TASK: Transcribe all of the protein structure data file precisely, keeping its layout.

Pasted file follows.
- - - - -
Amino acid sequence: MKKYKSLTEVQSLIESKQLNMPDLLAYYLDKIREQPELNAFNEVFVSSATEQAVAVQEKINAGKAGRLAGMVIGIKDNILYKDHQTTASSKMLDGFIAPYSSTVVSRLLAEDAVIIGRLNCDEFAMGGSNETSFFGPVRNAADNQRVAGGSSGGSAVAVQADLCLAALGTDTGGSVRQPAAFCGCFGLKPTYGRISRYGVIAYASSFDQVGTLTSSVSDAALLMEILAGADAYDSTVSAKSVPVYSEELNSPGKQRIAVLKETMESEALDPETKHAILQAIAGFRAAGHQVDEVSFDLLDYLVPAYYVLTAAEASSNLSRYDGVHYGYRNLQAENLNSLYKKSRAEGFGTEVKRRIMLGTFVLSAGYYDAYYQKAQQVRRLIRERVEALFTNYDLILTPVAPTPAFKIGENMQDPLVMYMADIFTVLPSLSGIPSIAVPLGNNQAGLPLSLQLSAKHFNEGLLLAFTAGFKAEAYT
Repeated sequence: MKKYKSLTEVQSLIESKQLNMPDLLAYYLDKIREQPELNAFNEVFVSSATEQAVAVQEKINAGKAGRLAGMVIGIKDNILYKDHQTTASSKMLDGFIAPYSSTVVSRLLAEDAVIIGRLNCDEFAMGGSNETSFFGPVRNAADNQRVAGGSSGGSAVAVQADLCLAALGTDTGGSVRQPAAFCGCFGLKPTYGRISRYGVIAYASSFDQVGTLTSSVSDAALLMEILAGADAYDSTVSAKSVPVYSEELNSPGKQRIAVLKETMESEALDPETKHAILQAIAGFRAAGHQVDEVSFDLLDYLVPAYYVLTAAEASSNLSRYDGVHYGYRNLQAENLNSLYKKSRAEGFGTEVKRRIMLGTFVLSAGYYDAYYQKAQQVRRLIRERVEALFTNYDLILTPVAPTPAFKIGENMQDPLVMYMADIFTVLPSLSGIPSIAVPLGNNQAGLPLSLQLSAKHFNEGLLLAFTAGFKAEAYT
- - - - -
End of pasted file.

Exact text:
Amino acid sequence: MKKYKSLTEVQSLIESKQLNMPDLLAYYLDKIREQPELNAFNEVFVSSATEQAVAVQEKINAGKAGRLAGMVIGIKDNILYKDHQTTASSKMLDGFIAPYSSTVVSRLLAEDAVIIGRLNCDEFAMGGSNETSFFGPVRNAADNQRVAGGSSGGSAVAVQADLCLAALGTDTGGSVRQPAAFCGCFGLKPTYGRISRYGVIAYASSFDQVGTLTSSVSDAALLMEILAGADAYDSTVSAKSVPVYSEELNSPGKQRIAVLKETMESEALDPETKHAILQAIAGFRAAGHQVDEVSFDLLDYLVPAYYVLTAAEASSNLSRYDGVHYGYRNLQAENLNSLYKKSRAEGFGTEVKRRIMLGTFVLSAGYYDAYYQKAQQVRRLIRERVEALFTNYDLILTPVAPTPAFKIGENMQDPLVMYMADIFTVLPSLSGIPSIAVPLGNNQAGLPLSLQLSAKHFNEGLLLAFTAGFKAEAYT
Repeated sequence: MKKYKSLTEVQSLIESKQLNMPDLLAYYLDKIREQPELNAFNEVFVSSATEQAVAVQEKINAGKAGRLAGMVIGIKDNILYKDHQTTASSKMLDGFIAPYSSTVVSRLLAEDAVIIGRLNCDEFAMGGSNETSFFGPVRNAADNQRVAGGSSGGSAVAVQADLCLAALGTDTGGSVRQPAAFCGCFGLKPTYGRISRYGVIAYASSFDQVGTLTSSVSDAALLMEILAGADAYDSTVSAKSVPVYSEELNSPGKQRIAVLKETMESEALDPETKHAILQAIAGFRAAGHQVDEVSFDLLDYLVPAYYVLTAAEASSNLSRYDGVHYGYRNLQAENLNSLYKKSRAEGFGTEVKRRIMLGTFVLSAGYYDAYYQKAQQVRRLIRERVEALFTNYDLILTPVAPTPAFKIGENMQDPLVMYMADIFTVLPSLSGIPSIAVPLGNNQAGLPLSLQLSAKHFNEGLLLAFTAGFKAEAYT